DOOR COUNTY, Wisc (WBAY) Like the rest of the 600,000 deer hunters in Wisconsin, a Door County man gets excited when the calendar reaches November.
He's turned a passion for hunting into a hundred years of stories worth sharing.
Hans Feld fell in love with deer hunting during high school in 1951.
"I have memories back from the very first day," says Feld, who lives outside Sturgeon Bay.
And he credits his aunt for keeping those memories alive.
"And she said now you're going to keep a journal of all of your years of hunting, and well I didn't want to, but she insisted, and that's where the books came from," says Feld.
Until the mid-2000's, Feld's hunting memoirs sat in a binder at his hunting camp in the U-P.
"Well the third generation would get up to camp, that would be the first thing they would grab is that 3-ring binder and they said Uncle Hans you should put this into a book," recalls Feld.
In 2009, Feld penned "My Compass Points North," but it wasn't long before he was writing again.
"Well you forgot this story, and you forgot that story and you forgot this story and my daughter-in-law came and said there's no recipe in there, you got to have to some recipes in there, so that's how the second book came about," says Feld.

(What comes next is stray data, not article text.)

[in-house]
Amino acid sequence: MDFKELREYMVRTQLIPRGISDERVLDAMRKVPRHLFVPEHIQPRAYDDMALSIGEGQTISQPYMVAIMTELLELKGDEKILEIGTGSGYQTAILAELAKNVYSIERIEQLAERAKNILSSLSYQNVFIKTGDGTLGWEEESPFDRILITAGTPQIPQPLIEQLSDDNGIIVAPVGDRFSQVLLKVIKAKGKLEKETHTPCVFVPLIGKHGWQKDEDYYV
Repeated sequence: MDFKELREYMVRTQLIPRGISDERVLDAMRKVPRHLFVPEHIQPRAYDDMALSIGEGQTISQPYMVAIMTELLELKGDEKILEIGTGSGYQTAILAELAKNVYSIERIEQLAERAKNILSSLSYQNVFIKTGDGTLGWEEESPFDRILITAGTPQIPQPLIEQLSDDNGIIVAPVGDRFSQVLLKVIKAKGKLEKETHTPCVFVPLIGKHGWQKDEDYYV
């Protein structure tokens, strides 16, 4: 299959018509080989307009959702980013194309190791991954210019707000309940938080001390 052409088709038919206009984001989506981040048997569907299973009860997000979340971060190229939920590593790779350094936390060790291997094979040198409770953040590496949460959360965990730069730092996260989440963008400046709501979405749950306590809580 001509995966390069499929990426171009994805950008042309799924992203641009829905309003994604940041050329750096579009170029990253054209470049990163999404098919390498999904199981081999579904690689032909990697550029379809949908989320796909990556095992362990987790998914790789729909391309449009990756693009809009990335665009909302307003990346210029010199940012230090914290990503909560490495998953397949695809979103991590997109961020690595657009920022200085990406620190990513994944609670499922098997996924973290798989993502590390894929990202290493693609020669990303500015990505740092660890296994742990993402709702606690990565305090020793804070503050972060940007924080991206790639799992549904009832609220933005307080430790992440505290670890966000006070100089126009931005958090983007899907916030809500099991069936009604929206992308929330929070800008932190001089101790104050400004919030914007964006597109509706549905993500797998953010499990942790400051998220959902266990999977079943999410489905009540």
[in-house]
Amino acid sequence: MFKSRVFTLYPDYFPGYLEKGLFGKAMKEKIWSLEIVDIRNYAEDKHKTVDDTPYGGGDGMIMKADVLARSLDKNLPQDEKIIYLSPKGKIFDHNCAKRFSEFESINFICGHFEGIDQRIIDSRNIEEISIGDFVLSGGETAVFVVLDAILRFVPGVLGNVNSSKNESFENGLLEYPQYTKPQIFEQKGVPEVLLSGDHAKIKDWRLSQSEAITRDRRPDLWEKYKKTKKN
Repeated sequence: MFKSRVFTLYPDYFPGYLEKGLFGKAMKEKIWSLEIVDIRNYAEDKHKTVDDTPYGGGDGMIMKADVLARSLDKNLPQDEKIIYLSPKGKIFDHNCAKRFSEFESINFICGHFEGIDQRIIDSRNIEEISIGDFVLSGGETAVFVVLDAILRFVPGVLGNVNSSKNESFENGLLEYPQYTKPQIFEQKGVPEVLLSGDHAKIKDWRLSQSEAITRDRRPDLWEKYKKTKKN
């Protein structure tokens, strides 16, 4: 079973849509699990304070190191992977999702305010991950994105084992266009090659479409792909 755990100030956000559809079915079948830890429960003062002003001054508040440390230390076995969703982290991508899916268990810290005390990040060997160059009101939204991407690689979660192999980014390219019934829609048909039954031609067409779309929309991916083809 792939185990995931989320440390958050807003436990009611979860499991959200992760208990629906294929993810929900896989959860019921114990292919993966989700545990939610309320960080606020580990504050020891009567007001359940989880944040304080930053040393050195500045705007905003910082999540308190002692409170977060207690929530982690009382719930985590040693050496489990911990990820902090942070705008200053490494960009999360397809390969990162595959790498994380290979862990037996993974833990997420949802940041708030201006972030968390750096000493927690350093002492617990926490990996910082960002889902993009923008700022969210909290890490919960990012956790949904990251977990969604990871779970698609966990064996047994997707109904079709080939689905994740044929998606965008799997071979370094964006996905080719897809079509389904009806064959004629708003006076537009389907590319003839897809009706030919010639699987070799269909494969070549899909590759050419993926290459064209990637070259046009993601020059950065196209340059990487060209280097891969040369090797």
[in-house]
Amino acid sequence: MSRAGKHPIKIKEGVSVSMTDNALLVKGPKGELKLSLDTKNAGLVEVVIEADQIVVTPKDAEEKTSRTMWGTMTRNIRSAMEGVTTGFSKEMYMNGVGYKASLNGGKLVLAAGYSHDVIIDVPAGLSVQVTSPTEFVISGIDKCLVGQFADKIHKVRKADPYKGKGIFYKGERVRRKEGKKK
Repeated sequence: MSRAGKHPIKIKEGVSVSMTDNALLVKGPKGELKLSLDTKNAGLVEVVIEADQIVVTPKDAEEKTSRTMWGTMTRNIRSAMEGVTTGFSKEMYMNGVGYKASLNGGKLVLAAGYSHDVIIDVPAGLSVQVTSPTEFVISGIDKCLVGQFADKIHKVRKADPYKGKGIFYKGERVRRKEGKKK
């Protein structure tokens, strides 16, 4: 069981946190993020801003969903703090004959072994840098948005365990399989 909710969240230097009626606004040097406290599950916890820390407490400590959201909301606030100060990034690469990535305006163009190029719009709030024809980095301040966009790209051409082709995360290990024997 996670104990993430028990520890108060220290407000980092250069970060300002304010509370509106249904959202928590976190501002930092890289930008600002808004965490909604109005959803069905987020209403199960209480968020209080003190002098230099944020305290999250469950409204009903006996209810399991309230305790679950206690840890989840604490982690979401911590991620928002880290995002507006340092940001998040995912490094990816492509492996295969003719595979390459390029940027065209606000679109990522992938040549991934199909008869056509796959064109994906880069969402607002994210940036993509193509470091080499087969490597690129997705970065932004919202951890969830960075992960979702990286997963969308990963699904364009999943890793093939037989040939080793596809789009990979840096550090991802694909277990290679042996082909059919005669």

After last deer season, at the age of 83, Hans released his third book, "That's The Way It Yoosta Was," which includes a chapter on the Klaubauf hunting camp in Door County.
"You really captured the essence in our story," says Mark Klaubauf as he greets Feld.
In his books, which cover deer camps from Northern Wisconsin to the U-P dating back to 1908, Feld says his goal is to take the reader back in time.
"I try to convey the real feeling, the real in-depth feeling and things that I learned, things I should have known and didn't know and that's really what, I would like to say you are there," says Feld.
In just a few weeks, Feld will be up north, in the woods, working on book number four.
"And I will have my notebook with me in my deer stand and I hope no deer bother me while I'm writing," says Feld with a chuckle.
After 65 years of hunting, Feld still loves November.
"Well I catch myself going up to a tree and rubbing my head and scratching the ground a little bit and peeing in it, that's what it does, it's like a bunch of kids on Christmas morning," says Feld with a big smile.